A West Indian manatee has been sighted in various waters of the northeastern United States in the last 5-6 weeks. It took in the sights along the Hudson River traveling up into Harlem, visited Cape Cod, Mass., and was most recently sighted in Warwick, R.I., in Greenwich Bay.
The question everyone is asking is: Is it Chessie on summer vacation? U.S. Geological Survey manatee researchers have today been able to rule out Chessie as the current traveler through the use of the manatee photo-identification database. Yet the roving manatee's identity is still unknown.
Photographs and video were sent to USGS manatee researchers in Florida, who used the manatee photo-identification catalog to compare scar patterns on the animal with others in the database and ruled out Chessie as the current traveler. Photographs of the mystery manatee do not match any of the existing Florida manatees previously documented for the manatee identification database.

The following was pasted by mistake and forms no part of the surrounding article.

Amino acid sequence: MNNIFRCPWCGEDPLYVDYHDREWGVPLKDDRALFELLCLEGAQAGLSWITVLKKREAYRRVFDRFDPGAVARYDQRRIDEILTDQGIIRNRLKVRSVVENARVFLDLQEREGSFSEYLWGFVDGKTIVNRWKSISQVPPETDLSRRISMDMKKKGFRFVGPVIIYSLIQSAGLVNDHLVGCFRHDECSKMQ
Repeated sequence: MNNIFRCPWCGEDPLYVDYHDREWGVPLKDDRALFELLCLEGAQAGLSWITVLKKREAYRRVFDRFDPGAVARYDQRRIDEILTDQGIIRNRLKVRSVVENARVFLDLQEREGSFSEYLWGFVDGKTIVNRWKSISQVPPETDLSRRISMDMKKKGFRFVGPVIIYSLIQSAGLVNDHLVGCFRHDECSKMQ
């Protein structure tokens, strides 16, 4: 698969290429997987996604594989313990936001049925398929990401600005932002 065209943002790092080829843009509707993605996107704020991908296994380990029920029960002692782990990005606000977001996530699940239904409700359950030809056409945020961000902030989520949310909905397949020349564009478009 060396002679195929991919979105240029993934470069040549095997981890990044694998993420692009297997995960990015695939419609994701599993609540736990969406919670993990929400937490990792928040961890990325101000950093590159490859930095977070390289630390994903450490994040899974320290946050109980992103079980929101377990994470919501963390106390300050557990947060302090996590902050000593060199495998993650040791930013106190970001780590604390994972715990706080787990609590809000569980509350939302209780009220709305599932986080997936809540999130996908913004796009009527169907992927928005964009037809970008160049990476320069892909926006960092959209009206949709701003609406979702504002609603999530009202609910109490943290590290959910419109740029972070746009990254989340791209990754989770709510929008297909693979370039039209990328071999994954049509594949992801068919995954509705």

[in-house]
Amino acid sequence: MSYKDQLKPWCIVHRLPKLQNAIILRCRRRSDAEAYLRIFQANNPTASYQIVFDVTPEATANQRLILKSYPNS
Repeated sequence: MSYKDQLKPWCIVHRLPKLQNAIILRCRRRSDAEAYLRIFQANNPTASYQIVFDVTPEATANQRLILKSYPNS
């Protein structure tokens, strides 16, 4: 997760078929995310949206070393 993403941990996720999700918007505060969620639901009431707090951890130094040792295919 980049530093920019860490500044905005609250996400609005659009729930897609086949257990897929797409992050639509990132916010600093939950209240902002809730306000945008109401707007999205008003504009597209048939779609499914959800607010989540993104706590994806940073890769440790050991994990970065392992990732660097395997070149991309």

In 1994, scientists photographed Chessie during his rescue from Chesapeake Bay, Md. - and his unique markings and scars - before his release in Florida. Chessie has a distinctive long gray scar on his back, with several small white spots apparent within the scar.
"Since then, Chessie also has acquired tail mutilations, but these are not severe," said Cathy Beck, a biologist with the USGS Sirenia Project. "Reports of manatee sightings far from the usual summer range are of great interest and we appreciate receiving photographs to help us document the individual whenever possible." Beck said.
This manatee still has time to reach Florida waters before the onset of cooler weather. USGS manatee scientists believe that Chessie's migration from Florida to the Chesapeake Bay may have been common for manatees in previous centuries. The repeated sightings of a "sea monster" in the Chesapeake Bay, nicknamed "Chessie," date back throughout this century and possibly include manatee sightings that were not pr
Contact: Catherine Puckett
United States Geological Survey